The Academy of Television Arts & Sciences has announced voting changes that would appear to enhance the chances of actors who appear on low-rated shows to receive Emmy nominations. Under new rules the nominees for best actors and actresses in comedy and drama series -- as well as the shows themselves -- will be selected by a two-tier system. Initially all of the members of the academy will cast ballots for the nominees, then a blue-ribbon panel will select the five nominees from the top vote-getters. Academy CEO Dick Askin said Tuesday that the new voting process "significantly increases the potential for the widest and most diverse selection of nominees as possible."
TRUMP TRUMPS MARTHA
The Martha-Donald feud escalated Tuesday as Donald Trump fired off a blistering letter, accusing Martha Stewart of lying in her interview with Newsweek in which she claimed that NBC's original plan was to put Trump's version of The Apprentice on hiatus and replace it with hers. Stewart had told the magazine that the plan was for her to "fire" Trump in the first episode and take over as the sole host. "Essentially, you made this firing up just as you made up your sell order of ImClone," Trump wrote, referring to the case that sent Stewart to prison for lying to federal investigators. (Newsweek reported that Apprentice producer Mark Burnett confirmed that the scenario described by Stewart was indeed discussed. "Thank God that didn't happen," he added.) Trump's letter also criticized Stewart's performance and said her show "lacked mood, temperament and just about everything a show needs for success. I knew it would fail as soon as I first saw it. ... Between your daughter, with her one-word statements, your letter writing and, most importantly, your totally unconvincing demeanor, it never had a chance -- much as your daytime show is not exactly setting records." Late Tuesday, Stewart responded: "The letter is so mean-spirited and reckless that I almost can't believe my longtime friend Donald Trump wrote it. I am very proud of the work we did." Appearing later on CBC's The Big Idea with Donny Deutsch, Trump remarked, ""Of course the letter was mean spirited, but I think what she did was mean spirited."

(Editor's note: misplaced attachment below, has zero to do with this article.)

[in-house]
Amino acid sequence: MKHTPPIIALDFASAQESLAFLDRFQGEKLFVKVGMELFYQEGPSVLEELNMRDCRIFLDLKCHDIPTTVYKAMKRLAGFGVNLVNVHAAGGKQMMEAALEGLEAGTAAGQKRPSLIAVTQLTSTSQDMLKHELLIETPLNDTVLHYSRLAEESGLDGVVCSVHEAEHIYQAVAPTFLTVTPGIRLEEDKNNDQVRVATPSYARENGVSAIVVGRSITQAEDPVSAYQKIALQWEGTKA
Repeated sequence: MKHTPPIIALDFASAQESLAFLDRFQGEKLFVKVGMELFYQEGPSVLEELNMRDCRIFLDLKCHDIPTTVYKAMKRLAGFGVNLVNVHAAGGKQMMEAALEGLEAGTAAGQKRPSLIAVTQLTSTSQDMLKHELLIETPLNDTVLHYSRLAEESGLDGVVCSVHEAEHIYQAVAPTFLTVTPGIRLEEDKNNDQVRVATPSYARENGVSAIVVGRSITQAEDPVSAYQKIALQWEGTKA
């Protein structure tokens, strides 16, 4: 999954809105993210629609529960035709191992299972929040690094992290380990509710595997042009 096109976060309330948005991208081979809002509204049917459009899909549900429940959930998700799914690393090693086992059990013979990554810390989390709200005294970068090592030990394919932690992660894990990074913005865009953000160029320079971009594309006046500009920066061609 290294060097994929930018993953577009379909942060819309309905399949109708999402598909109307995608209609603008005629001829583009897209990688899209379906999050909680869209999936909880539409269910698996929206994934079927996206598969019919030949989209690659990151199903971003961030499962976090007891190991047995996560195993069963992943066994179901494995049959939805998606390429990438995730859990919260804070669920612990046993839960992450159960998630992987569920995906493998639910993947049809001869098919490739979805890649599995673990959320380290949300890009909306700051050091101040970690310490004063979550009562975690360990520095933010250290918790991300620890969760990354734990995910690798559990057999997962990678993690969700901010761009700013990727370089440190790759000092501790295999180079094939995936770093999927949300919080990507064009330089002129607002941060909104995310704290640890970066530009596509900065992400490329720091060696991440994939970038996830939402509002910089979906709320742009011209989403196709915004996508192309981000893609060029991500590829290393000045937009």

NBC OFFERS FIRST TV PREMIERE ON WEB
In a first, NBC premiered its new Dick Wolf-produced series Conviction not on television sets but on personal computers Tuesday as it provided the initial episode on Apple's iTunes Music Store for free. It can be downloaded onto PCs or Apple's video iPod without charge until the show debuts on the network on March 3. After that, each episode of the series will be available for downloading for $1.99 the day after it airs. In an interview with the Hollywood Reporter, NBC Entertainment Group CEO Jeff Zucker said, "We believe we have a youthful and energetic cast that should appeal to a new audience increasingly comfortable with this downloadable format as a viewing option, and we want to reach out to these viewers."